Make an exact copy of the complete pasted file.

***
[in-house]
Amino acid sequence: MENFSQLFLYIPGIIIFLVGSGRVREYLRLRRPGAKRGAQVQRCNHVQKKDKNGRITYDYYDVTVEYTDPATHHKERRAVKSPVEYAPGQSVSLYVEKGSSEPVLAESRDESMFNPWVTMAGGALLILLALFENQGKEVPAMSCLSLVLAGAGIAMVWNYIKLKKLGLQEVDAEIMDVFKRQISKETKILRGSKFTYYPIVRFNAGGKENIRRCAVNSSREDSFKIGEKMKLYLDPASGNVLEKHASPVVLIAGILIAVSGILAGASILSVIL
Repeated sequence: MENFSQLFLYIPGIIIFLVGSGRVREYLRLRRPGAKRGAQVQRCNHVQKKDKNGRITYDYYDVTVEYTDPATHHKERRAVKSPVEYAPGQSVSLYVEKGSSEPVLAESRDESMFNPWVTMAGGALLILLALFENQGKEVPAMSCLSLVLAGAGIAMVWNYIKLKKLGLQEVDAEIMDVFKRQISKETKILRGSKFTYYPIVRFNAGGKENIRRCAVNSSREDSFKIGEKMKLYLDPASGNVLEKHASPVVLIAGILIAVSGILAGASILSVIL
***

[in-house]
Amino acid sequence: MENFSQLFLYIPGIIIFLVGSGRVREYLRLRRPGAKRGAQVQRCNHVQKKDKNGRITYDYYDVTVEYTDPATHHKERRAVKSPVEYAPGQSVSLYVEKGSSEPVLAESRDESMFNPWVTMAGGALLILLALFENQGKEVPAMSCLSLVLAGAGIAMVWNYIKLKKLGLQEVDAEIMDVFKRQISKETKILRGSKFTYYPIVRFNAGGKENIRRCAVNSSREDSFKIGEKMKLYLDPASGNVLEKHASPVVLIAGILIAVSGILAGASILSVIL
Repeated sequence: MENFSQLFLYIPGIIIFLVGSGRVREYLRLRRPGAKRGAQVQRCNHVQKKDKNGRITYDYYDVTVEYTDPATHHKERRAVKSPVEYAPGQSVSLYVEKGSSEPVLAESRDESMFNPWVTMAGGALLILLALFENQGKEVPAMSCLSLVLAGAGIAMVWNYIKLKKLGLQEVDAEIMDVFKRQISKETKILRGSKFTYYPIVRFNAGGKENIRRCAVNSSREDSFKIGEKMKLYLDPASGNVLEKHASPVVLIAGILIAVSGILAGASILSVIL